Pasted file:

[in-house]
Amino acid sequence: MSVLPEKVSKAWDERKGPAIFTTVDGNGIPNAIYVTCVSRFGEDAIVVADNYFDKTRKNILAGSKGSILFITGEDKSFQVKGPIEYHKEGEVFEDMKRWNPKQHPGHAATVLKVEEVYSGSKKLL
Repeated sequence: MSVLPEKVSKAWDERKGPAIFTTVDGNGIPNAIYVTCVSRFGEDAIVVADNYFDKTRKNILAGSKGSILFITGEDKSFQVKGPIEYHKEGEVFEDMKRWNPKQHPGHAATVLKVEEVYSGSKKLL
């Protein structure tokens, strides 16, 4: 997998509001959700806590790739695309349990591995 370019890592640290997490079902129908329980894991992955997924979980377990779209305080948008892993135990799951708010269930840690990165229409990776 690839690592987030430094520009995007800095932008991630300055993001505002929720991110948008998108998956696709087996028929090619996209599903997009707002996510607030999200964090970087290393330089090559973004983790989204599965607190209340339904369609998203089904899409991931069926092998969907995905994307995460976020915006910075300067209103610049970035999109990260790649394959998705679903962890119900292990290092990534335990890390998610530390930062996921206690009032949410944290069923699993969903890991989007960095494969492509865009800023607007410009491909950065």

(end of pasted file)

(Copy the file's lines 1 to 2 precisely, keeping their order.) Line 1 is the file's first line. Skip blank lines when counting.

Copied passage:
[in-house]
Amino acid sequence: MSVLPEKVSKAWDERKGPAIFTTVDGNGIPNAIYVTCVSRFGEDAIVVADNYFDKTRKNILAGSKGSILFITGEDKSFQVKGPIEYHKEGEVFEDMKRWNPKQHPGHAATVLKVEEVYSGSKKLL